Mardiyya (not a real name) is a girl from a poor family. Both her immediate elder and younger sisters are married, while she is not. As could be expected in a traditional setting, pressure is mounting on her that she should bring forth a suitor. But fact be said, there is little or nothing she can do save to respond to whosoever comes and says he loves her. A few months ago, she nearly fell into the trap of two different men: a young, posh guy who borrows cars to come to her house, and a man who is old enough to be her father. At the initial stage of the latter’s courtship, he told her that she was voluptuous. After hearing about that, her sister cautioned her seriously and told her to be extra alert. He alas, the next day, attempted to grope her in the name of love, and that was the end of it. 

Monday, 29 August 2016

(75): On the Proliferation of English Learning Centres in Kano

Muhsin Ibrahim
@muhsin234

The trending entrepreneurial business in Kano used to be the so-called Computer Learning Centres a few years back. There is, nonetheless, a remarkable shift today to the so-called English Academy, English Learning Centre or other variant names. I am not against the idea in its entirety, but I am not happy with the vogue for some solid reasons.

If you can remember, at the noontime of computer centres in the state, many a times a student would obtain a certificate, a diploma or even an advanced diploma on computer without knowing, or knowing very little on, how to use as simple as the Microsoft Word, Excel and other elementary computer applications, for the business was hijacked and stalled by quacks. They plunged and polluted it for their desire was just to make one thing: quick money. In no time, many people realised that they were indirectly being largely duped. They stopped their patronage. Nowadays, several people are self-taught computer literates. Computer Centre business is significantly dead and buried.

The English centre business, too, faces a similar existential threat. I am neither an owner of, nor a teacher at, any such centres. But I have been actively involved in learning and teaching of the language for approximately a decade. That's why most, if not all, proprietors of the earliest centres around Kano are my teachers, relatives, friends or students. That is why I have been, for long, following what is going on with regards to the centres. It is a commonplace fact that their number is rapidly on the increase – typical way Kano people do business as I will explain later.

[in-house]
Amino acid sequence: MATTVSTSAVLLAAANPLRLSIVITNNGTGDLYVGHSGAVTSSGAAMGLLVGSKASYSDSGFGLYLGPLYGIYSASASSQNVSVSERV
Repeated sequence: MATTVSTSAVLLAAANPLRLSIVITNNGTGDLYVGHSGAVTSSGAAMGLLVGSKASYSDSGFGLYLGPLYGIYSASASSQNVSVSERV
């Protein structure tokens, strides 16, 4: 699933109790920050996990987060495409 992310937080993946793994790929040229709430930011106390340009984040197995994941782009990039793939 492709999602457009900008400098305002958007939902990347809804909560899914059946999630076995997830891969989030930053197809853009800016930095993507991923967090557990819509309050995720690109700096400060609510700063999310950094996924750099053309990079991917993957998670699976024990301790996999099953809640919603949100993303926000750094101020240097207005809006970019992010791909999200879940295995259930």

Saturday, 16 July 2016

(74): Terrorism: A Deadly, Doomed Battle

Muhsin Ibrahim
@muhsin234

The world has consistently, for the past few weeks, seen carnage. The yesterday’s one in Nice, France has particularly left me very appalled, for it engulfed the lives of small children. The earlier one in Saudi Arabia, especially the one near the Prophet’s mosque in Medina, has had effect on the collective consciousness of the Muslim faithful more than whatever words can describe. Baghdad’s deadliest attack since the American invasion a day or two before was no less devastating, for more than 250 innocent souls were summarily murdered by a lone suicide bomber. Dhaka’s, too, deadened minds and shattered dreams, for it was unprecedented in the country that has already been going through a lot with the rise of the filthy, nihilistic doctrine of “kill whosoever professes different ideology”. Syria’s genocide shows no sign of ending. Libya has long become a den. OMG!

I am not here to defend Islam again. I have done that one hundred and one more times already. Although I am not tired, it is of little or no relevance here, for some ignorant, prejudiced individuals will never stop aligning the religion with every single act of terrorism. I wrote thus in one of such litanies in 2014 after the Kano Grand Mosque attack:

Is terrorism part of Islam? No. Yes. The religion is wholly against terrorism; Jihad, the concept always attached to this wanton, aimless war on all, is not altogether about murdering innocent people, abducting and enslaving children, robbing, plundering and the like. And yes; hundreds of thousands of Muslims are today engaged in those acts and they think they will be rewarded by so doing. I know this is a heavy fact to admit. But so it is. Islam today has largely been hijacked by terrorists and is thus becoming synonymous with terrorism. This happens in almost all corners of the world from Kano to Kabul, Benghazi to Baghdad, and London to Lahore. Whatever the causes, motivation, name it, Muslims, often, remains an integral part of it.

I have one expression to tell those lunatics: Allah ya isa! (Allah is sufficient for us!). This we say in Hausa, my mother tongue, when we are extremely helpless. There is nothing one can say, for the largest victims of this scourge are Muslims, yet we are every so often blamed for that. Imagine! One of the Muslims’ sacred places of worship was dastardly attacked by one of those people. Our mosques, schools, houses, markets, etc are also bombed. Nowhere is safe for us, and for all. They were hitherto found only in a few places, but they are now everywhere, and expanding. 

Wednesday, 1 June 2016

(73): June 1 Musings

Muhsin Ibrahim
@muhsin234

‘Personal’

In accordance with a pseudoscience called Astrology practiced and believed by many people, I should consider June 1 as a lucky day in my life. I don’t. I won’t. I don’t believe in superstition. But no doubt, the day stands unique in my life for at least two life-shaping, life-changing events: both my dream job and my dearest wife came to my life on this day in 2012 and 2013, respectively. Thus, I think the day, annually, deserves a particular remembrance and commemoration, even though in, strictly speaking, a non-ritualistic style. That is why I write to, among other things, thank the Almighty Allah. I generally have a lot to thank Him for, not only these days. Alhamdulillah.

This year is unforgettable, though quite tough. I and my wife returned to Nigeria from India after a two-year postgraduate study on June 24, 2015, less than a month into the new government of President Muhammadu Buhari (PMB).  We couldn’t believe what we met here, for the prices of several basic food stuffs, even then, were higher than we were used to there. For instance, a crate of egg cost between Rs. 90 to 100 (i.e. N280 to N300) there, but it cost N800 in Nigeria! A kilogram of the Irish potato cost Rs. 10 (i.e. N30) in India, but it cost nothing less than N200 in Nigeria, etc. If we had our way, we would have gone back to India.